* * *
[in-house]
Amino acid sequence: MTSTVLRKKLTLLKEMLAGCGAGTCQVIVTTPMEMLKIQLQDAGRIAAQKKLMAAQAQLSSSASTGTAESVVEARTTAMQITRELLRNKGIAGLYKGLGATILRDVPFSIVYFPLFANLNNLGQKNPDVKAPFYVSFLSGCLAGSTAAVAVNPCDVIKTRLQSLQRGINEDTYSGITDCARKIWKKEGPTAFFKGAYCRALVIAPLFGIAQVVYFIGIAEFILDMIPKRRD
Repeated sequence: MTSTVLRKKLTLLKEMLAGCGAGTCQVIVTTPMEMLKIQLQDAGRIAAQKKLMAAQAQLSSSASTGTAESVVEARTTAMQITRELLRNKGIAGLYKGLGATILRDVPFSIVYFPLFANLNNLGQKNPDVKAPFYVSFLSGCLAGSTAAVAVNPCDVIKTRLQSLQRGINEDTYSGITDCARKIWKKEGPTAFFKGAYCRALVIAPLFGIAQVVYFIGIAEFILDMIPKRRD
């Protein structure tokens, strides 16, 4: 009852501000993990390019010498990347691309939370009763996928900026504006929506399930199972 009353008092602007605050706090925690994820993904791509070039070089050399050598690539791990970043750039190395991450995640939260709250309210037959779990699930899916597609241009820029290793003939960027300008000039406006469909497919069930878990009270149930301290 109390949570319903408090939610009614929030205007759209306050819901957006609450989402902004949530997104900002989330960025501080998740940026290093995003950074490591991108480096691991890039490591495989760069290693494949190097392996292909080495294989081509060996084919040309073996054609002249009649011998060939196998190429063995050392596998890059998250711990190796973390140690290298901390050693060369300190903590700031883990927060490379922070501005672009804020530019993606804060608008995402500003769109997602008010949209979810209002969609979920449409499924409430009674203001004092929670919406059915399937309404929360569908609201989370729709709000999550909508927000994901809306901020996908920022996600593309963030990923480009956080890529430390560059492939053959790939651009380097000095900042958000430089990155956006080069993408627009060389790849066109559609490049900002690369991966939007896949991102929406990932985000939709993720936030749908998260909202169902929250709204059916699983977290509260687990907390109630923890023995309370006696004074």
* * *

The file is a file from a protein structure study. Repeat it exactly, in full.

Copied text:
[in-house]
Amino acid sequence: MTSTVLRKKLTLLKEMLAGCGAGTCQVIVTTPMEMLKIQLQDAGRIAAQKKLMAAQAQLSSSASTGTAESVVEARTTAMQITRELLRNKGIAGLYKGLGATILRDVPFSIVYFPLFANLNNLGQKNPDVKAPFYVSFLSGCLAGSTAAVAVNPCDVIKTRLQSLQRGINEDTYSGITDCARKIWKKEGPTAFFKGAYCRALVIAPLFGIAQVVYFIGIAEFILDMIPKRRD
Repeated sequence: MTSTVLRKKLTLLKEMLAGCGAGTCQVIVTTPMEMLKIQLQDAGRIAAQKKLMAAQAQLSSSASTGTAESVVEARTTAMQITRELLRNKGIAGLYKGLGATILRDVPFSIVYFPLFANLNNLGQKNPDVKAPFYVSFLSGCLAGSTAAVAVNPCDVIKTRLQSLQRGINEDTYSGITDCARKIWKKEGPTAFFKGAYCRALVIAPLFGIAQVVYFIGIAEFILDMIPKRRD
């Protein structure tokens, strides 16, 4: 009852501000993990390019010498990347691309939370009763996928900026504006929506399930199972 009353008092602007605050706090925690994820993904791509070039070089050399050598690539791990970043750039190395991450995640939260709250309210037959779990699930899916597609241009820029290793003939960027300008000039406006469909497919069930878990009270149930301290 109390949570319903408090939610009614929030205007759209306050819901957006609450989402902004949530997104900002989330960025501080998740940026290093995003950074490591991108480096691991890039490591495989760069290693494949190097392996292909080495294989081509060996084919040309073996054609002249009649011998060939196998190429063995050392596998890059998250711990190796973390140690290298901390050693060369300190903590700031883990927060490379922070501005672009804020530019993606804060608008995402500003769109997602008010949209979810209002969609979920449409499924409430009674203001004092929670919406059915399937309404929360569908609201989370729709709000999550909508927000994901809306901020996908920022996600593309963030990923480009956080890529430390560059492939053959790939651009380097000095900042958000430089990155956006080069993408627009060389790849066109559609490049900002690369991966939007896949991102929406990932985000939709993720936030749908998260909202169902929250709204059916699983977290509260687990907390109630923890023995309370006696004074």